If the leaves of your bean plants are looking lacy, Mexican bean beetles are at work.
This insect can weaken a plant to the point where it only produces a few beans or even dies. You could control the beetles by picking them off by hand, but sometimes they multiply and eat too fast.
If only it were 150 years ago, we wouldn't have to give bean beetles a second thought. The pest was unknown outside Mexico until the middle of the 19th century, when it started moving northward, possibly with the movement of food for cavalry during the Mexican War. By the 1880s, the beetles had reached Canada.
The Mexican bean beetle is now well-established throughout the United States. The beetles resemble ladybugs, but are tan with eight dark spots on their backs. The bright yellow, pill-shaped, spiny larvae are the ones doing most of the damage early in the season.
One way to prevent damage from bean beetles is with successive sowings of bush beans, each planting destroyed after being harvested but before the beetle larvae mature.
Another possibility is to spray the bean plants with insecticides such as rotenone, pyrethrin or sabadilla.
However, the spraying would have to be constant and thorough (the beetles and larvae feed on the undersides of the leaves), not an appealing thought when you're harvesting and eating a vegetable.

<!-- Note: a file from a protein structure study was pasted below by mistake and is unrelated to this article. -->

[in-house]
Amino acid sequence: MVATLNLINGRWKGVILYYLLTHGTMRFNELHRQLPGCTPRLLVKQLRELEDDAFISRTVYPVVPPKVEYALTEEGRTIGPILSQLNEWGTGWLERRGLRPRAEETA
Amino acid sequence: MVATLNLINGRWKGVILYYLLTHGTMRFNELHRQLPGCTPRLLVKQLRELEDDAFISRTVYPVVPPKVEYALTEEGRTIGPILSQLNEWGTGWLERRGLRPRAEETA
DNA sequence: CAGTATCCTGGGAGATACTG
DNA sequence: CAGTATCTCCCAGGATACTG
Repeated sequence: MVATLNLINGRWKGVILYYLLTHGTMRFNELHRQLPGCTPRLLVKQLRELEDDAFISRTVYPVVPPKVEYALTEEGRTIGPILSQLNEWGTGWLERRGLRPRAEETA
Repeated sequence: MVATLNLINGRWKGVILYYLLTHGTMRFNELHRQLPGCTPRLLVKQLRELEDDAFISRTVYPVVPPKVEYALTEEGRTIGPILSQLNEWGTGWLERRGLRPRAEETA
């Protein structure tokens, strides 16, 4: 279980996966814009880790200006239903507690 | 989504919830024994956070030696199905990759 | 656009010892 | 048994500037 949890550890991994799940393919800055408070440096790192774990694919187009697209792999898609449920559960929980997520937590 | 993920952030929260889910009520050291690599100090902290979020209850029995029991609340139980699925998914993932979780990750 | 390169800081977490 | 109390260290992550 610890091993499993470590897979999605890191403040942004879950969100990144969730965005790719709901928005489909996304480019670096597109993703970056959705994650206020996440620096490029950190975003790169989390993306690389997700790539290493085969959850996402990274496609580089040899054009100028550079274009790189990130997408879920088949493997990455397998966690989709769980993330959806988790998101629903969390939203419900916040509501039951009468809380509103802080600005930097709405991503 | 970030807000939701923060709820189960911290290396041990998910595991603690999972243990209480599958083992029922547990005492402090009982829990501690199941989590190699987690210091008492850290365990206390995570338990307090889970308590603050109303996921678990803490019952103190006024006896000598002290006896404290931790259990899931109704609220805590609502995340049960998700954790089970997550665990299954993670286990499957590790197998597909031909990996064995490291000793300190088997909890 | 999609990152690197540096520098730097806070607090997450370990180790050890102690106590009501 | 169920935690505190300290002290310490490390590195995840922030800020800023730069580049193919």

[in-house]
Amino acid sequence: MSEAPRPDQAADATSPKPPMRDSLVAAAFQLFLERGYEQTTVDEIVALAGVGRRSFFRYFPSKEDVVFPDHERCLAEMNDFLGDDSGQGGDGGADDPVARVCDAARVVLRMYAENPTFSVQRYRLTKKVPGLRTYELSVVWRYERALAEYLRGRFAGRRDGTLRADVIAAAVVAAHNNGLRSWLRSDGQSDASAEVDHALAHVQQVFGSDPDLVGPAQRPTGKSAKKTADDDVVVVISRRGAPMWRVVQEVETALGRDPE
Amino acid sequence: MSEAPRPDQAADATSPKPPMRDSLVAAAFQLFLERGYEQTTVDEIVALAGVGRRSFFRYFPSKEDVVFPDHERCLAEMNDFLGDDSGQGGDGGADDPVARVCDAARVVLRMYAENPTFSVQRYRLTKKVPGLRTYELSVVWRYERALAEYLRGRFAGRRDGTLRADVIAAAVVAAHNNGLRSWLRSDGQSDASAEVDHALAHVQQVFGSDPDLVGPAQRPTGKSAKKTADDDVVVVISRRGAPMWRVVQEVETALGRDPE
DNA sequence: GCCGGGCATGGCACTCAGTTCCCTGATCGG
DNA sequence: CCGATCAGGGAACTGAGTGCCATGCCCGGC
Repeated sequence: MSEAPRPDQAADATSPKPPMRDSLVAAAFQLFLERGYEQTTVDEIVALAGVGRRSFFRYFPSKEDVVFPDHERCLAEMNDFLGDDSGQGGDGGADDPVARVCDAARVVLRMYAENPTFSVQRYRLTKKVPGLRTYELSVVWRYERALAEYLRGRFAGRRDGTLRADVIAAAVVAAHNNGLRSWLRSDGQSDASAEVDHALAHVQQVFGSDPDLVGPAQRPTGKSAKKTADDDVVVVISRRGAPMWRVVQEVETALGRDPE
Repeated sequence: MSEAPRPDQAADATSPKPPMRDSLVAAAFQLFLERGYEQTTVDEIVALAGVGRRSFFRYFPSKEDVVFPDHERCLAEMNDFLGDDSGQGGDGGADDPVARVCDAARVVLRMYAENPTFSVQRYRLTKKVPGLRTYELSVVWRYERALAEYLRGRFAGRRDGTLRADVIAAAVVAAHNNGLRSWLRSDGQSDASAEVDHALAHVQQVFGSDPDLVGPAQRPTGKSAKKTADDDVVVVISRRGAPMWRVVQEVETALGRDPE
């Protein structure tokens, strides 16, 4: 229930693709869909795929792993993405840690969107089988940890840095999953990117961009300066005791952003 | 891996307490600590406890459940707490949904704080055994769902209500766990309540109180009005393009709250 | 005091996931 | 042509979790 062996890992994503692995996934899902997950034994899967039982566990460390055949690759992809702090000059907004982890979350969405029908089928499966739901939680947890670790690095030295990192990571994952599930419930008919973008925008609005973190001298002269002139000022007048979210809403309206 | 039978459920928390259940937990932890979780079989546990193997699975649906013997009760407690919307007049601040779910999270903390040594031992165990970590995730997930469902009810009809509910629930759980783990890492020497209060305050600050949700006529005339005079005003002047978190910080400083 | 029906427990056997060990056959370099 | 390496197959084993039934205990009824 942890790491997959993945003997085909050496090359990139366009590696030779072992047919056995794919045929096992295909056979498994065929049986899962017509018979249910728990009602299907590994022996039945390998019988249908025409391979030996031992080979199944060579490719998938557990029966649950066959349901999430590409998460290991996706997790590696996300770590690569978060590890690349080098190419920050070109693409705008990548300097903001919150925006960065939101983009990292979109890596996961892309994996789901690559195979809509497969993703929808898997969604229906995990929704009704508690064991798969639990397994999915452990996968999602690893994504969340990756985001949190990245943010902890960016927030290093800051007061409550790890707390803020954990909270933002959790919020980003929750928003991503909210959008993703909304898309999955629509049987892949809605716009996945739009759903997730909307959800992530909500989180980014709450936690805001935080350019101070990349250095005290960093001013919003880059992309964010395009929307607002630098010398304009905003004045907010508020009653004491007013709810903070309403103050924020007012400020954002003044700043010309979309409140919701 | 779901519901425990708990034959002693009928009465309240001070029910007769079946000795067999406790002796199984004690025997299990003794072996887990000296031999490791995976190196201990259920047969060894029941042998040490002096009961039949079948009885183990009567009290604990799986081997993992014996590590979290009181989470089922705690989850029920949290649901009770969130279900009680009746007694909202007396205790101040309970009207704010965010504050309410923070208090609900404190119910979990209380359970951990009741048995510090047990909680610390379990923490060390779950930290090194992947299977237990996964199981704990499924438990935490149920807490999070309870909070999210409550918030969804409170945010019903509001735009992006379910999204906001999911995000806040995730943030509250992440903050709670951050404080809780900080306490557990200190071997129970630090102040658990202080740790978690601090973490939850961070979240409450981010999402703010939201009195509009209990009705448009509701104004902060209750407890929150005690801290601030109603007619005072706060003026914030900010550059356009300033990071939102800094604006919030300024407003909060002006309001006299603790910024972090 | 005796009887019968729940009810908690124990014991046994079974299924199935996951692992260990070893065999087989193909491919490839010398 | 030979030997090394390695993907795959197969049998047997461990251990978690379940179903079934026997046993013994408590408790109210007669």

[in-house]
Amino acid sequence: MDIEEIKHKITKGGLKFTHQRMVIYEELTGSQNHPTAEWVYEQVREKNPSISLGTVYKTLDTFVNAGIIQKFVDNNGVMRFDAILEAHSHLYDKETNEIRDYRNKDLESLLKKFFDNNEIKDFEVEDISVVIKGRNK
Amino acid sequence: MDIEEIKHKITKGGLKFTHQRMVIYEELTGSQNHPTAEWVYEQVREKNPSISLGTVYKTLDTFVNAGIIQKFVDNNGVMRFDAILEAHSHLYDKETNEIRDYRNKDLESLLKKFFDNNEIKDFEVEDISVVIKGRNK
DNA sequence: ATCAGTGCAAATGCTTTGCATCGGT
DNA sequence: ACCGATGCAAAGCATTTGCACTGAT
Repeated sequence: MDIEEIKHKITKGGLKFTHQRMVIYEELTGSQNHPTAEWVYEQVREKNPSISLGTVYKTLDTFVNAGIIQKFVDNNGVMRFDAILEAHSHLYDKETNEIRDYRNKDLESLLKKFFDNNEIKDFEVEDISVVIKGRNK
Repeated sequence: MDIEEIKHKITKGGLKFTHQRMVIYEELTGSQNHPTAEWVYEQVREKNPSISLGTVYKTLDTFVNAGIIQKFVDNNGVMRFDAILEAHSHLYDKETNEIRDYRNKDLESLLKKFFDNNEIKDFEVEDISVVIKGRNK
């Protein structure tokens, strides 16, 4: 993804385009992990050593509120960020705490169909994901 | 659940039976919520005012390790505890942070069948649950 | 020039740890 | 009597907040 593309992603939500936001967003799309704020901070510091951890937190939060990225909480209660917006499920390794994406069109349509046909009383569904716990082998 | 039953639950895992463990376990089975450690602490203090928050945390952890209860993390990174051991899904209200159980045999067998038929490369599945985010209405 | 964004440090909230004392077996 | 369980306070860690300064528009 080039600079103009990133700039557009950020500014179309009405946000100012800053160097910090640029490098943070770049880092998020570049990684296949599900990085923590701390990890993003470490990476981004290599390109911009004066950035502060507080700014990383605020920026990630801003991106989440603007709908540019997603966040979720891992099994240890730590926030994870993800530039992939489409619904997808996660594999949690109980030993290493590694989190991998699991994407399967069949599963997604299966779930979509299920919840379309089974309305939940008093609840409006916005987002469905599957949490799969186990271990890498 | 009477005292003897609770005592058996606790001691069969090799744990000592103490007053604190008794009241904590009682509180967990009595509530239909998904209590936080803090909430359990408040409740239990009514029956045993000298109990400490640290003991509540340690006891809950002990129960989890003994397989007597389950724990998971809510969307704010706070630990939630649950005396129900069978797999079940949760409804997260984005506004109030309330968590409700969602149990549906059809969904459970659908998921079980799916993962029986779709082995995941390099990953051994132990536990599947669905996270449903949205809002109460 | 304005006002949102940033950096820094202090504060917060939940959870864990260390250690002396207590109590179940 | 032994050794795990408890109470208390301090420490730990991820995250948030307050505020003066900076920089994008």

There are additional ways to keep this pest in check. Thorough cleanup of garden debris at the end of the season makes it harder for the adults to find a place to spend the winter. Unfortunately, the adults can overwinter in nearby woods, preferably oak or pine.
What you plant also may influence the severity of an infestation. Bean beetles are supposedly repelled from beans interplanted with potatoes and certain pole bean varieties such as Wade, Logan and Supergreen are somewhat resistant to beetles.
Another approach is to bring in an "army" to attack the Mexican bean beetles. Ladybugs, lacewings and nematodes all love to dine on bean beetles. Create a hospitable environment for this army by avoiding pesticide use.
These beneficial insects are found naturally; if necessary, increase their ranks by buying them.
They are available from Natural Insect Control (985) 382-2904 and GardensAlive (812) 537-8650.
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